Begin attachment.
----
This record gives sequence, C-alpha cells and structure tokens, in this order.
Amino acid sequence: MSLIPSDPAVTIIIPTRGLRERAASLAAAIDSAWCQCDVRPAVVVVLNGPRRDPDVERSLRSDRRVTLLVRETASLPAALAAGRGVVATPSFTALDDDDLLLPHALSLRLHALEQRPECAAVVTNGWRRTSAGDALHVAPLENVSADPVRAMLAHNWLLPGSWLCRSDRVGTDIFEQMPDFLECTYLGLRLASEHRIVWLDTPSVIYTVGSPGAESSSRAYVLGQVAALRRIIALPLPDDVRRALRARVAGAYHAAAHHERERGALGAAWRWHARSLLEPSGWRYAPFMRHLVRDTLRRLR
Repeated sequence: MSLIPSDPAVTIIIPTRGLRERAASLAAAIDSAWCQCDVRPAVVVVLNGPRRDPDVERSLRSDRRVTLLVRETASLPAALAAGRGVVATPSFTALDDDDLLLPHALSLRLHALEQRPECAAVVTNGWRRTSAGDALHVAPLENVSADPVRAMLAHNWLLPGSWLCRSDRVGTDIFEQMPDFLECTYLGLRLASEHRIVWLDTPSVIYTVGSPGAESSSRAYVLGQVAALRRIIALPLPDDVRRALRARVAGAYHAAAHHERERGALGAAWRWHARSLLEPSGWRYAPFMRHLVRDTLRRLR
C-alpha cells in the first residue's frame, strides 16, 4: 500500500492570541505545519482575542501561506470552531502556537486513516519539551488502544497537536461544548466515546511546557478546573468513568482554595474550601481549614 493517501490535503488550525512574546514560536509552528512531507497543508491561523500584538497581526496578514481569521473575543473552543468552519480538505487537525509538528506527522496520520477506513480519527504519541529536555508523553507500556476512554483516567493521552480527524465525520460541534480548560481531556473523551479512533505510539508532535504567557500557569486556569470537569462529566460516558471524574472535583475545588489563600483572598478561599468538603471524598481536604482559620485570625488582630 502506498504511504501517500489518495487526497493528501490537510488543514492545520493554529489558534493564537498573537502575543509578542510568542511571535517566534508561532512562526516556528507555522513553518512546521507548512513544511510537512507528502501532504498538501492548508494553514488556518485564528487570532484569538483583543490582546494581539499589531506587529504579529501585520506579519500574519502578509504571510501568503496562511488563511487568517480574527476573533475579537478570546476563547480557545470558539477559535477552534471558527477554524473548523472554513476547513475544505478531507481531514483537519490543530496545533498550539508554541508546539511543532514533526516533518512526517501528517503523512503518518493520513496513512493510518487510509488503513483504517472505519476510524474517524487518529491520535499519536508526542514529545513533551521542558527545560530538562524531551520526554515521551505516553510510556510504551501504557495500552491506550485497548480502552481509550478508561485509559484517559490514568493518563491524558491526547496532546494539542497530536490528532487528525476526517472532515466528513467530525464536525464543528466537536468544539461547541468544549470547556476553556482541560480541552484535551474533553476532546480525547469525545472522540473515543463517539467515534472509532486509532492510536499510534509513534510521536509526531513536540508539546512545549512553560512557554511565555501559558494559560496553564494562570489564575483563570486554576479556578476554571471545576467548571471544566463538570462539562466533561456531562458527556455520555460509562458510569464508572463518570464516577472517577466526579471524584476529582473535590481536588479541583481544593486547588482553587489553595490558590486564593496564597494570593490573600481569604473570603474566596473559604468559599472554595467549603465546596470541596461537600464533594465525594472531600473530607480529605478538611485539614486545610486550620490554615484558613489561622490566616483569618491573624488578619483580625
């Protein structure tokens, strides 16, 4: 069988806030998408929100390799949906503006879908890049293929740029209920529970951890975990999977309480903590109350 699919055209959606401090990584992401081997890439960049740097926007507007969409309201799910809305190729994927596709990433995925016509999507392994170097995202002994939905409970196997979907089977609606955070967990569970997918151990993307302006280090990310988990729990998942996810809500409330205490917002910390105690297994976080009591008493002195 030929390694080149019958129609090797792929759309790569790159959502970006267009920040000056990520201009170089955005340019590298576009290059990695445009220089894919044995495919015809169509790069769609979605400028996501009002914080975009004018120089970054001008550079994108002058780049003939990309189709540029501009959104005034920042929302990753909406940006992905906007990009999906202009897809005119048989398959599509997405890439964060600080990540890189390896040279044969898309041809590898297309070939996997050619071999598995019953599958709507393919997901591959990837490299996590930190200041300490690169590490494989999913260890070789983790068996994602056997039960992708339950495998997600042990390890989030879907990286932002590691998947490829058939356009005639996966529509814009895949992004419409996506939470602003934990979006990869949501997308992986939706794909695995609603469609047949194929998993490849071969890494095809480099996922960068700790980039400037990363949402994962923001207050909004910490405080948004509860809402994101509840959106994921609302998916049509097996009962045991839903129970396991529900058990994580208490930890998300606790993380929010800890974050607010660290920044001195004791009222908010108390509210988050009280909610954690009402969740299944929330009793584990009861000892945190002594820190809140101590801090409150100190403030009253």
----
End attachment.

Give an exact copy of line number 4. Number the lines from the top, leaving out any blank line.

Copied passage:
C-alpha cells in the first residue's frame, strides 16, 4: 500500500492570541505545519482575542501561506470552531502556537486513516519539551488502544497537536461544548466515546511546557478546573468513568482554595474550601481549614 493517501490535503488550525512574546514560536509552528512531507497543508491561523500584538497581526496578514481569521473575543473552543468552519480538505487537525509538528506527522496520520477506513480519527504519541529536555508523553507500556476512554483516567493521552480527524465525520460541534480548560481531556473523551479512533505510539508532535504567557500557569486556569470537569462529566460516558471524574472535583475545588489563600483572598478561599468538603471524598481536604482559620485570625488582630 502506498504511504501517500489518495487526497493528501490537510488543514492545520493554529489558534493564537498573537502575543509578542510568542511571535517566534508561532512562526516556528507555522513553518512546521507548512513544511510537512507528502501532504498538501492548508494553514488556518485564528487570532484569538483583543490582546494581539499589531506587529504579529501585520506579519500574519502578509504571510501568503496562511488563511487568517480574527476573533475579537478570546476563547480557545470558539477559535477552534471558527477554524473548523472554513476547513475544505478531507481531514483537519490543530496545533498550539508554541508546539511543532514533526516533518512526517501528517503523512503518518493520513496513512493510518487510509488503513483504517472505519476510524474517524487518529491520535499519536508526542514529545513533551521542558527545560530538562524531551520526554515521551505516553510510556510504551501504557495500552491506550485497548480502552481509550478508561485509559484517559490514568493518563491524558491526547496532546494539542497530536490528532487528525476526517472532515466528513467530525464536525464543528466537536468544539461547541468544549470547556476553556482541560480541552484535551474533553476532546480525547469525545472522540473515543463517539467515534472509532486509532492510536499510534509513534510521536509526531513536540508539546512545549512553560512557554511565555501559558494559560496553564494562570489564575483563570486554576479556578476554571471545576467548571471544566463538570462539562466533561456531562458527556455520555460509562458510569464508572463518570464516577472517577466526579471524584476529582473535590481536588479541583481544593486547588482553587489553595490558590486564593496564597494570593490573600481569604473570603474566596473559604468559599472554595467549603465546596470541596461537600464533594465525594472531600473530607480529605478538611485539614486545610486550620490554615484558613489561622490566616483569618491573624488578619483580625